Translating in the Global Community of the 21st Century: Currency, Time, Dates, Measurements, and Places

Although all of these elements are critically important in communication, they vary from country to country—and sometimes within a country—and thus can cause misunderstanding and confusion.

Dates are another source of confusion.    Because the conventions for the sequence of the day, the month, and the year differ greatly from country to country, the certified Chicago Translation worker should write them out in long form.   In the United States, the date is typically written as month, day, and year (December 5, 2012); but in most of the rest of the world, dates are written as day, month, and year (5 December 2012).  Clearly a date written as 5/12/2012 might mean December 5 in one country or May 12 in another country.  In Japan, the year appears first, followed by the month and day (2012 December 5 or 12/12/5).  Because the document may be intended for readers of multiple nationalities, the date written out in full, whatever the sequence,will prevent errors in understanding that might cause disastrous results.

Currency symbols and names can cause great confusion, and not just in understanding rates and values.  For example, currency symbols may appear before or after the sum.  In the US, Great Britain, and Europe, the symbols precede the number, as follows: $100 (US dollars), £100 (British pounds), and €100 (European Common Market Euros).  The  pre-Euro currencies of France and Germany, however, have the symbols placed after the number, as follows:  100 F (French francs) and 100 DM (deutsche marks).

Another problem for some Baltimore Translation workers arises from different kinds of currencies with the same name.  In such a case the kind of currency must be identified, unless the context guarantees clarity.  For example, dollars range from American ($100 US or USD) to Hong Kong ($100 HK or HKD) to Zimbabwe ($100 ZWD), along with many other national dollars.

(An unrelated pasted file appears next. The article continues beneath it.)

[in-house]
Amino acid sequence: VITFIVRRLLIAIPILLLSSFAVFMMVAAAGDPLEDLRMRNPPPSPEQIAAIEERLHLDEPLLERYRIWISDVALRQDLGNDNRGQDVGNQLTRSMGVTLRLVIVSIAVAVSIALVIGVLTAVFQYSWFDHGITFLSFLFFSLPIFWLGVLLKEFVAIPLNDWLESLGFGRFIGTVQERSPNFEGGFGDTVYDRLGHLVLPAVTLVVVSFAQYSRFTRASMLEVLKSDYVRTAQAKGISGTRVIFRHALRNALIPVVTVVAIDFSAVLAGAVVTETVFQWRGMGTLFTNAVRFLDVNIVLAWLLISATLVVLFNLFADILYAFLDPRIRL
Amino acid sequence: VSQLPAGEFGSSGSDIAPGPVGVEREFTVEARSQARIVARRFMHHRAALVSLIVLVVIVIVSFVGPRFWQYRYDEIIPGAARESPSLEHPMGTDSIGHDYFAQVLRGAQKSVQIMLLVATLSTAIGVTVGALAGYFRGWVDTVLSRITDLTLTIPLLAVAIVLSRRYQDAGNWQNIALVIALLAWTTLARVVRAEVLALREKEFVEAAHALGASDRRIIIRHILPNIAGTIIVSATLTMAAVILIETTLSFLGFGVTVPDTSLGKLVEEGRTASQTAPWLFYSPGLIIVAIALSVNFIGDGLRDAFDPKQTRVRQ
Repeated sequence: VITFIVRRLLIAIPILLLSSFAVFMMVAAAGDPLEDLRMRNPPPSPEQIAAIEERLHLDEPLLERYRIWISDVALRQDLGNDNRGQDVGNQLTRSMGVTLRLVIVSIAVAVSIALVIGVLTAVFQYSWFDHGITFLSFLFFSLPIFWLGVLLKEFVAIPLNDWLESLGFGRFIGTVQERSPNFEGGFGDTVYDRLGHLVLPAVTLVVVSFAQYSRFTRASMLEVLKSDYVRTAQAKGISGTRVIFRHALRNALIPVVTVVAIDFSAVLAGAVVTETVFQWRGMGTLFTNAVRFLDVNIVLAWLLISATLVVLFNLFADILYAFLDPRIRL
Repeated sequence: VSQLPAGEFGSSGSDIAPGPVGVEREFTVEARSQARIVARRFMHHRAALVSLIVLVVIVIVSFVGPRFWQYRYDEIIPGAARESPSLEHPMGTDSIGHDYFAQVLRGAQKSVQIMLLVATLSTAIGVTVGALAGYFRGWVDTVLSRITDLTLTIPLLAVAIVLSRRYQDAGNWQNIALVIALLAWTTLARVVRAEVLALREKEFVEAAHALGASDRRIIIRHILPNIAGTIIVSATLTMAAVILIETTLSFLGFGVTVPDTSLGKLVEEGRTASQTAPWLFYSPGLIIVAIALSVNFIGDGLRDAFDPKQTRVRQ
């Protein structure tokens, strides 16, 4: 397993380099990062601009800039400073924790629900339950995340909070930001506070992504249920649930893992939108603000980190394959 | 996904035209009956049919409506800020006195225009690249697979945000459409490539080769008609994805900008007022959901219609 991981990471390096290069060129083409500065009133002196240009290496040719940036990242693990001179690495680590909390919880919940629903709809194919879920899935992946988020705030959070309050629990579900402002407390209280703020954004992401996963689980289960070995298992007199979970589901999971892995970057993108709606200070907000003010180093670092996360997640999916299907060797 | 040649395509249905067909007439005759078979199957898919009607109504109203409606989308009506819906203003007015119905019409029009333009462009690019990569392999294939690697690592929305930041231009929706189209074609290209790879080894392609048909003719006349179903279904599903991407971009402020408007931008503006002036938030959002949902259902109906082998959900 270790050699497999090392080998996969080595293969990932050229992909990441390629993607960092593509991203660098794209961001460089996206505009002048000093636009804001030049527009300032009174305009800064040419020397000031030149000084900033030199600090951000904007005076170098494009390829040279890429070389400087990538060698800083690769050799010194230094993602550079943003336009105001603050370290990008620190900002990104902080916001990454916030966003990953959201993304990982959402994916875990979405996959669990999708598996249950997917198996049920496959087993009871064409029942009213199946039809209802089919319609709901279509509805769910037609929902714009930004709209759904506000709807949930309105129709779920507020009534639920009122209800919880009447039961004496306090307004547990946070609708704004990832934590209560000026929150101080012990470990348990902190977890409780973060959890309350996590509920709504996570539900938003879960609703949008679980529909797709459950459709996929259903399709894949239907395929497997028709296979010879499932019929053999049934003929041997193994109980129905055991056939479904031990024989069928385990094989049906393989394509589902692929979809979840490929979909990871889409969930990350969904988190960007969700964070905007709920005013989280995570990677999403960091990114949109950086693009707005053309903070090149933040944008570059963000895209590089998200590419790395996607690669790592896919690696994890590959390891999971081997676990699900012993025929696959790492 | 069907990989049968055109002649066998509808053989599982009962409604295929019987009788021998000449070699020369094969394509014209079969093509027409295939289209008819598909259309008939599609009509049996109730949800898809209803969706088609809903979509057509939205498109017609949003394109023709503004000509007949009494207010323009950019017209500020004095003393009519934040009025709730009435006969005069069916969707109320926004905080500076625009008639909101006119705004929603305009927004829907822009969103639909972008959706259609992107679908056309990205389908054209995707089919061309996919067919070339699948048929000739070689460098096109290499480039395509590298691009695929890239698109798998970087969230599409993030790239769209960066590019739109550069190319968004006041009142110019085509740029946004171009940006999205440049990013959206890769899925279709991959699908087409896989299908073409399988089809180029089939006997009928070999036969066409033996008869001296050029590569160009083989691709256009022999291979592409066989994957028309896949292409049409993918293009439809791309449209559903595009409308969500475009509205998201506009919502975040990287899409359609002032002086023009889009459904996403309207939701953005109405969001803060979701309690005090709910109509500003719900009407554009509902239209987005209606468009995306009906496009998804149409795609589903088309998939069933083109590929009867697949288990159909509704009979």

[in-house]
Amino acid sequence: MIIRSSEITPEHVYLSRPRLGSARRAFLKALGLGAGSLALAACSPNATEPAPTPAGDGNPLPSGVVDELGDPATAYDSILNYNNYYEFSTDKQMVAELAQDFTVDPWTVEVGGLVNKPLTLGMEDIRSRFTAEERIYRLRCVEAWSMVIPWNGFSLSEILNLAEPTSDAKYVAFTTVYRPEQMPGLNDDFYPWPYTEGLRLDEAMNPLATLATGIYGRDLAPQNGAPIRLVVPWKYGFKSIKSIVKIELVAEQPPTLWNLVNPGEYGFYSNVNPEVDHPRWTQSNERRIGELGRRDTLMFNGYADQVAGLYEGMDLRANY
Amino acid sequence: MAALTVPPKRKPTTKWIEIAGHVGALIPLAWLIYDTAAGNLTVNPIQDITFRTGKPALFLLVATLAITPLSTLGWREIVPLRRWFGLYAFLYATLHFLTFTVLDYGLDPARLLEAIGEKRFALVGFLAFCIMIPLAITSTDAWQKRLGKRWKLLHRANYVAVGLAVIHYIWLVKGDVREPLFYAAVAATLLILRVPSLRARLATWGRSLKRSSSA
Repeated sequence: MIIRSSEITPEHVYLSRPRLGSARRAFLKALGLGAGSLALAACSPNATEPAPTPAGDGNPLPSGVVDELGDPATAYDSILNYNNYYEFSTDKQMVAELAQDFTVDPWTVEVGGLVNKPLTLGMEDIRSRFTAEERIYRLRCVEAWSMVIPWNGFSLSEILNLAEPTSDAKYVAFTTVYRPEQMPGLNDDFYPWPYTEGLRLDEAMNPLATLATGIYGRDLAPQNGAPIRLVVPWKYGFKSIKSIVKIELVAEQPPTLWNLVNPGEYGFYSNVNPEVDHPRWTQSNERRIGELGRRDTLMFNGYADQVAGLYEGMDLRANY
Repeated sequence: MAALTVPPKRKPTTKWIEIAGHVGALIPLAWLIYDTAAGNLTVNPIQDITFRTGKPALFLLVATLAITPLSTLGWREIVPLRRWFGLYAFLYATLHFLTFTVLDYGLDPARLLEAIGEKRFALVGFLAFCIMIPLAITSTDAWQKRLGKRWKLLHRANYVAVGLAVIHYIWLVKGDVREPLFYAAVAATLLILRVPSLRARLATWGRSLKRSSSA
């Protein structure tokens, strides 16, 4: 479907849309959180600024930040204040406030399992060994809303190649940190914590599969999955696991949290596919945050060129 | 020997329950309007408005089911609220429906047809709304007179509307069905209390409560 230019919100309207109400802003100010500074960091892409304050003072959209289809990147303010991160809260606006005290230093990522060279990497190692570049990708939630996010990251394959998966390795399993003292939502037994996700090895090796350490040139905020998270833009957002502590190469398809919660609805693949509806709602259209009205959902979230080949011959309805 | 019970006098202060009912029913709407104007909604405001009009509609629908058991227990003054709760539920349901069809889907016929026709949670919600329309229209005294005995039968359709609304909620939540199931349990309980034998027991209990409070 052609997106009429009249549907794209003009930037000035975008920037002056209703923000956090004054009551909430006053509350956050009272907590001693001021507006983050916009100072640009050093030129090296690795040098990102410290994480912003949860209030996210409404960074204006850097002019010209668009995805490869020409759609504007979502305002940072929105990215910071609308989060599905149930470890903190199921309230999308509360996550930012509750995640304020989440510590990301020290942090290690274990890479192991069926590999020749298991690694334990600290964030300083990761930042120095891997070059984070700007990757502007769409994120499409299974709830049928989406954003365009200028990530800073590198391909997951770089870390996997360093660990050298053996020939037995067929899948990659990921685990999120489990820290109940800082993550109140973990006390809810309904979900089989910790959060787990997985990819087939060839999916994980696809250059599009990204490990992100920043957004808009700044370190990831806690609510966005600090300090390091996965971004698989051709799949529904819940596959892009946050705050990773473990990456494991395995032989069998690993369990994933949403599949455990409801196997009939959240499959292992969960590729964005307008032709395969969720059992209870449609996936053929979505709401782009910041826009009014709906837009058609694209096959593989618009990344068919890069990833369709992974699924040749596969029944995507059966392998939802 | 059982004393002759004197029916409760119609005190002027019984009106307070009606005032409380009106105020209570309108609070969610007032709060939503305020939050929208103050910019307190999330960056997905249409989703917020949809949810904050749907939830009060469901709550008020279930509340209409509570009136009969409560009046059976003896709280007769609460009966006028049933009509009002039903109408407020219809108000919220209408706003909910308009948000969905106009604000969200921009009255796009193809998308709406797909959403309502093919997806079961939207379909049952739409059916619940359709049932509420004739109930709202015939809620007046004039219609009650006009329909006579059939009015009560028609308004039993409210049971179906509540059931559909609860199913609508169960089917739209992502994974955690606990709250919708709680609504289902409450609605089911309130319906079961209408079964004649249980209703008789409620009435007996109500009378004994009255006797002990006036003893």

Measures are expressed mainly in one of two major standards:  the metric and the imperial.  Around the world almost every country except the United States has adopted the metric system.  Even the US, however, is using the metric system more and more in government and business contexts.  Thus documents may need to express measures in both forms to guarantee accuracy of understanding, and the certified translator may need to insert the equivalent measure.  Here are examples:

  •              An average adult Gekho is approximately 14 inches (36 cm) long.
  •             The cylinder weighs nine pounds (4 Kilograms)
  •             The storage capacity of the tank is approximately 378 liters (approximately 100 US gallons.)

Also keep in mind that clothing and shoe sizes follow no universal sizes.

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